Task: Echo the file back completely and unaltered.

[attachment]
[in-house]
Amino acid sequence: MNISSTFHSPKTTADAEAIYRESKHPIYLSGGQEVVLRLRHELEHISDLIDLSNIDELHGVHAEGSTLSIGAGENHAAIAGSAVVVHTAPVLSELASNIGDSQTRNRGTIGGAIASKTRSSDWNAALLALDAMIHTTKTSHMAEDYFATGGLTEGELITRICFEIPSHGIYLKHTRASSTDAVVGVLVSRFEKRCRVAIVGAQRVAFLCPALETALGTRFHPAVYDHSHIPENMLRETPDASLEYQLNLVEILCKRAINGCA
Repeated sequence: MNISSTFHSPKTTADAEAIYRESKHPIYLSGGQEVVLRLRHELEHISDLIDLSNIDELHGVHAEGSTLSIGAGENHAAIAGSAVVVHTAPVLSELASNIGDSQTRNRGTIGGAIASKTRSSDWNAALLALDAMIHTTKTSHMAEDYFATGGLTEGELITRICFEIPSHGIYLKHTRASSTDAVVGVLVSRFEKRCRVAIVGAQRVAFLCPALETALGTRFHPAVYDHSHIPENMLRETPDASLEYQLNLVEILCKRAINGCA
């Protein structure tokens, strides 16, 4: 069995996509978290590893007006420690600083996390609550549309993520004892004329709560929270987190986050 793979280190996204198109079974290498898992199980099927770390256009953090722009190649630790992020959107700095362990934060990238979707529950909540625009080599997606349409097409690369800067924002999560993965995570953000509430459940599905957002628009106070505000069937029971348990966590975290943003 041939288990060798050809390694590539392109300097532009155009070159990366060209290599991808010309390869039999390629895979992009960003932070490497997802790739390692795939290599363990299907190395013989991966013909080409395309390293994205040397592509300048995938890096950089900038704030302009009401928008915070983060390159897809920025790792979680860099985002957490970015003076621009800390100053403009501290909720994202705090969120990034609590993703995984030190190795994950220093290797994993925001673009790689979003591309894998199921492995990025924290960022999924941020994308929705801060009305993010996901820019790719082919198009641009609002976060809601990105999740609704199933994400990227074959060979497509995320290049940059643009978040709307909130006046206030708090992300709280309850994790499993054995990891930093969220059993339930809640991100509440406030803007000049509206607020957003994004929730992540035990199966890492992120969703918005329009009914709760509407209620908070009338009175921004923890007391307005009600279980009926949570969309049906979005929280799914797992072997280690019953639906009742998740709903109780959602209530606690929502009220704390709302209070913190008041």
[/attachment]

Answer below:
[in-house]
Amino acid sequence: MNISSTFHSPKTTADAEAIYRESKHPIYLSGGQEVVLRLRHELEHISDLIDLSNIDELHGVHAEGSTLSIGAGENHAAIAGSAVVVHTAPVLSELASNIGDSQTRNRGTIGGAIASKTRSSDWNAALLALDAMIHTTKTSHMAEDYFATGGLTEGELITRICFEIPSHGIYLKHTRASSTDAVVGVLVSRFEKRCRVAIVGAQRVAFLCPALETALGTRFHPAVYDHSHIPENMLRETPDASLEYQLNLVEILCKRAINGCA
Repeated sequence: MNISSTFHSPKTTADAEAIYRESKHPIYLSGGQEVVLRLRHELEHISDLIDLSNIDELHGVHAEGSTLSIGAGENHAAIAGSAVVVHTAPVLSELASNIGDSQTRNRGTIGGAIASKTRSSDWNAALLALDAMIHTTKTSHMAEDYFATGGLTEGELITRICFEIPSHGIYLKHTRASSTDAVVGVLVSRFEKRCRVAIVGAQRVAFLCPALETALGTRFHPAVYDHSHIPENMLRETPDASLEYQLNLVEILCKRAINGCA
């Protein structure tokens, strides 16, 4: 069995996509978290590893007006420690600083996390609550549309993520004892004329709560929270987190986050 793979280190996204198109079974290498898992199980099927770390256009953090722009190649630790992020959107700095362990934060990238979707529950909540625009080599997606349409097409690369800067924002999560993965995570953000509430459940599905957002628009106070505000069937029971348990966590975290943003 041939288990060798050809390694590539392109300097532009155009070159990366060209290599991808010309390869039999390629895979992009960003932070490497997802790739390692795939290599363990299907190395013989991966013909080409395309390293994205040397592509300048995938890096950089900038704030302009009401928008915070983060390159897809920025790792979680860099985002957490970015003076621009800390100053403009501290909720994202705090969120990034609590993703995984030190190795994950220093290797994993925001673009790689979003591309894998199921492995990025924290960022999924941020994308929705801060009305993010996901820019790719082919198009641009609002976060809601990105999740609704199933994400990227074959060979497509995320290049940059643009978040709307909130006046206030708090992300709280309850994790499993054995990891930093969220059993339930809640991100509440406030803007000049509206607020957003994004929730992540035990199966890492992120969703918005329009009914709760509407209620908070009338009175921004923890007391307005009600279980009926949570969309049906979005929280799914797992072997280690019953639906009742998740709903109780959602209530606690929502009220704390709302209070913190008041």